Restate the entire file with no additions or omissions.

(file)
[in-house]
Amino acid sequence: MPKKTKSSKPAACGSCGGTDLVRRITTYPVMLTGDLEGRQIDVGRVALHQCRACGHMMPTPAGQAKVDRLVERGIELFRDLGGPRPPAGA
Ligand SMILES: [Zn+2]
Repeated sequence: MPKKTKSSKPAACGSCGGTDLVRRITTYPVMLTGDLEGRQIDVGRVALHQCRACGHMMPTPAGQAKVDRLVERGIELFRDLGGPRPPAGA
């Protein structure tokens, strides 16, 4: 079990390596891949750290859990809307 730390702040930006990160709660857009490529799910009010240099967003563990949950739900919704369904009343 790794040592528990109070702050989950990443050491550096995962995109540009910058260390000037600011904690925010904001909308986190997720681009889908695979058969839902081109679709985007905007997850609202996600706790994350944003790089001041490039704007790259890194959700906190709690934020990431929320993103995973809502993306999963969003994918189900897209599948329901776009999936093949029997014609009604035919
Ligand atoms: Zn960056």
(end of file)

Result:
[in-house]
Amino acid sequence: MPKKTKSSKPAACGSCGGTDLVRRITTYPVMLTGDLEGRQIDVGRVALHQCRACGHMMPTPAGQAKVDRLVERGIELFRDLGGPRPPAGA
Ligand SMILES: [Zn+2]
Repeated sequence: MPKKTKSSKPAACGSCGGTDLVRRITTYPVMLTGDLEGRQIDVGRVALHQCRACGHMMPTPAGQAKVDRLVERGIELFRDLGGPRPPAGA
């Protein structure tokens, strides 16, 4: 079990390596891949750290859990809307 730390702040930006990160709660857009490529799910009010240099967003563990949950739900919704369904009343 790794040592528990109070702050989950990443050491550096995962995109540009910058260390000037600011904690925010904001909308986190997720681009889908695979058969839902081109679709985007905007997850609202996600706790994350944003790089001041490039704007790259890194959700906190709690934020990431929320993103995973809502993306999963969003994918189900897209599948329901776009999936093949029997014609009604035919
Ligand atoms: Zn960056």